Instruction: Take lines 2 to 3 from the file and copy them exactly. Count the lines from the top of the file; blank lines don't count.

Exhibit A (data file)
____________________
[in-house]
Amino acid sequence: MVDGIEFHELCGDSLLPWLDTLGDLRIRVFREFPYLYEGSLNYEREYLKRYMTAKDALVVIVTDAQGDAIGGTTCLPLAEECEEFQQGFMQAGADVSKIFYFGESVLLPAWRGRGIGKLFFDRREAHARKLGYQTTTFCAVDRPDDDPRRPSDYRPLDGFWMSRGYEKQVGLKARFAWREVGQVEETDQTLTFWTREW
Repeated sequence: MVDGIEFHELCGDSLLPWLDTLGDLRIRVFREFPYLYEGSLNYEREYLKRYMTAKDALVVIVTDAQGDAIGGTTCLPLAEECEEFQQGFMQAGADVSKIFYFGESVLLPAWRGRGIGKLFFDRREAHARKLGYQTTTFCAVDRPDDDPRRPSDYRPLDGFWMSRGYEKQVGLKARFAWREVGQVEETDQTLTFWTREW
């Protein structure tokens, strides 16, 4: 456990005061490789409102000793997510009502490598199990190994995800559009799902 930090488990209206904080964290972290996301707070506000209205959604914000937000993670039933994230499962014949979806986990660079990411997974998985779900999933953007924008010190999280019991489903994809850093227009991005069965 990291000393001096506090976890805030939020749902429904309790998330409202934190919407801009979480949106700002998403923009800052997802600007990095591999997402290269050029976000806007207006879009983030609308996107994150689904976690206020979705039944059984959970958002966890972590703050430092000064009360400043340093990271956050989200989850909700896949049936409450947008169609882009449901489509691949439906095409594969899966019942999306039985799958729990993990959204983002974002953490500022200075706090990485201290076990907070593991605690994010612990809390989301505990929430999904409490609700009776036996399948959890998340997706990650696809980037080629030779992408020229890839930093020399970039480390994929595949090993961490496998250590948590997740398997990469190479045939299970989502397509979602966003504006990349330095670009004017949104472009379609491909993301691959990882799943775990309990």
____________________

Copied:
Amino acid sequence: MVDGIEFHELCGDSLLPWLDTLGDLRIRVFREFPYLYEGSLNYEREYLKRYMTAKDALVVIVTDAQGDAIGGTTCLPLAEECEEFQQGFMQAGADVSKIFYFGESVLLPAWRGRGIGKLFFDRREAHARKLGYQTTTFCAVDRPDDDPRRPSDYRPLDGFWMSRGYEKQVGLKARFAWREVGQVEETDQTLTFWTREW
Repeated sequence: MVDGIEFHELCGDSLLPWLDTLGDLRIRVFREFPYLYEGSLNYEREYLKRYMTAKDALVVIVTDAQGDAIGGTTCLPLAEECEEFQQGFMQAGADVSKIFYFGESVLLPAWRGRGIGKLFFDRREAHARKLGYQTTTFCAVDRPDDDPRRPSDYRPLDGFWMSRGYEKQVGLKARFAWREVGQVEETDQTLTFWTREW